[Costume design sketch by Roberta Guidi di Bagno.]
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Thursday, August 28, 2014

The Golden Blasters: The National Irish Science Fiction Film Awards

I had such a good time reviewing the Sci-Fi Shorts session at Worldfest-Houston last April that I was thrilled to learn that Shamrokon, the 34th Eurocon (European Science Fiction Convention), would be hosting the National Irish Science Fiction Film Awards, also known as the Golden Blasters. From 40 entries, the program consisted of ten short film finalists, which were screened on Sunday, August 24 for the convention attendees. A jury picked separate winners for Best Film and Best Script (presumably they read the latter ahead of time). And the viewers got to vote for A udience Choice as well. How fun is that? All three awards were then presented at the convention’s closing ceremonies at 6 p.m. the same day.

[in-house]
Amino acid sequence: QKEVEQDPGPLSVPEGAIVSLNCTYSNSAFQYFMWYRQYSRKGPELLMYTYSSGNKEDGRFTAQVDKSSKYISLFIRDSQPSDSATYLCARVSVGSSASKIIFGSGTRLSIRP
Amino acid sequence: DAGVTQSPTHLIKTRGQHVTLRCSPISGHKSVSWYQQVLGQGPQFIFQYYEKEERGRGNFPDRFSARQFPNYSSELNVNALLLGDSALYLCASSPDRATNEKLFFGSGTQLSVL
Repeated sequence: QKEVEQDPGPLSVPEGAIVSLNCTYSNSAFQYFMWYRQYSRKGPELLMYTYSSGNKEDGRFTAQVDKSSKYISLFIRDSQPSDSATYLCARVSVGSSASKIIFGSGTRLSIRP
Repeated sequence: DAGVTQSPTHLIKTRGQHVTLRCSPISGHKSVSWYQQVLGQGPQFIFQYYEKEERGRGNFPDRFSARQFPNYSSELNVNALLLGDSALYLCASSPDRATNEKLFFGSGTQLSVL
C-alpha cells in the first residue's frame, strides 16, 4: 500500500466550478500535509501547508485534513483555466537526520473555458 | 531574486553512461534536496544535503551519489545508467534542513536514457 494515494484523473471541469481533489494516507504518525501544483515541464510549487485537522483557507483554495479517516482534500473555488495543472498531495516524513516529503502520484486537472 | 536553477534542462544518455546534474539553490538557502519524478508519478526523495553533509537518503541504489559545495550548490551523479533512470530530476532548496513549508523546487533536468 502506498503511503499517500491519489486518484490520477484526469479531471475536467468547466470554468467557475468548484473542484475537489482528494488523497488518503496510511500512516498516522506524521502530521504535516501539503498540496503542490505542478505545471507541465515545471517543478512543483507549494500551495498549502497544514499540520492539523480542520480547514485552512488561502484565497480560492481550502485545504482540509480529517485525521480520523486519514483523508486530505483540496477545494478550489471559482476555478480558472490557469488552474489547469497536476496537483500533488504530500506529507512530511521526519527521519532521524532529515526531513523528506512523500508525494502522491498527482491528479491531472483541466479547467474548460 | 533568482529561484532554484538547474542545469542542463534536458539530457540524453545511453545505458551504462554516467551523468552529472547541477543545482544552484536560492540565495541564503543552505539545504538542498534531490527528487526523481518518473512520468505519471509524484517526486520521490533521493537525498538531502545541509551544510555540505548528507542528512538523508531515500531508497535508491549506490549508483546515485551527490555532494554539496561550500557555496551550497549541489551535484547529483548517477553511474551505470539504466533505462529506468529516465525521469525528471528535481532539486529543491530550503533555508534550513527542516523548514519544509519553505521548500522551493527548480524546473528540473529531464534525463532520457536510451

Overall, these films were of very high quality. An unexpected side benefit for me this time was that I had many friends in attendance so that we could argue over our favorites afterwards. I counted approximately 75 viewers in the audience, and I discussed the films with at least ten other people. I was truly surprised by how varied our reactions were.

At the end of this post I’ll discuss the film festival itself and mention the films that won awards, but for now, here are my reactions to each film, in the order that they were screened. Please note that these descriptions will contain spoilers.

1. Malaise – written and directed by Daniel Beaulieu